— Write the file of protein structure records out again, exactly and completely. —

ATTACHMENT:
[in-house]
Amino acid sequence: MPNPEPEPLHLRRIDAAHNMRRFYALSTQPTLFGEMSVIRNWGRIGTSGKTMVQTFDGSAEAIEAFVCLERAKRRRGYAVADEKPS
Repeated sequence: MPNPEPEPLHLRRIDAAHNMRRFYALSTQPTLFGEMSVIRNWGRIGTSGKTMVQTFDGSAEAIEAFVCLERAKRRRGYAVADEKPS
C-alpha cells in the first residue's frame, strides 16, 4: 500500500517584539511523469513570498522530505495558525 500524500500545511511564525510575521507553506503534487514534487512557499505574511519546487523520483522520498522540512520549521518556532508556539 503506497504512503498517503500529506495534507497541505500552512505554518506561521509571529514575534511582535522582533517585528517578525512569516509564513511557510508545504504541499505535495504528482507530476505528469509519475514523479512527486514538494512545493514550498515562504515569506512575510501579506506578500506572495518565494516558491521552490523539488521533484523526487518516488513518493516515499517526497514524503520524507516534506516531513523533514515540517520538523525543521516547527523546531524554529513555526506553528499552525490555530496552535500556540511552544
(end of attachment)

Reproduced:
[in-house]
Amino acid sequence: MPNPEPEPLHLRRIDAAHNMRRFYALSTQPTLFGEMSVIRNWGRIGTSGKTMVQTFDGSAEAIEAFVCLERAKRRRGYAVADEKPS
Repeated sequence: MPNPEPEPLHLRRIDAAHNMRRFYALSTQPTLFGEMSVIRNWGRIGTSGKTMVQTFDGSAEAIEAFVCLERAKRRRGYAVADEKPS
C-alpha cells in the first residue's frame, strides 16, 4: 500500500517584539511523469513570498522530505495558525 500524500500545511511564525510575521507553506503534487514534487512557499505574511519546487523520483522520498522540512520549521518556532508556539 503506497504512503498517503500529506495534507497541505500552512505554518506561521509571529514575534511582535522582533517585528517578525512569516509564513511557510508545504504541499505535495504528482507530476505528469509519475514523479512527486514538494512545493514550498515562504515569506512575510501579506506578500506572495518565494516558491521552490523539488521533484523526487518516488513518493516515499517526497514524503520524507516534506516531513523533514515540517520538523525543521516547527523546531524554529513555526506553528499552525490555530496552535500556540511552544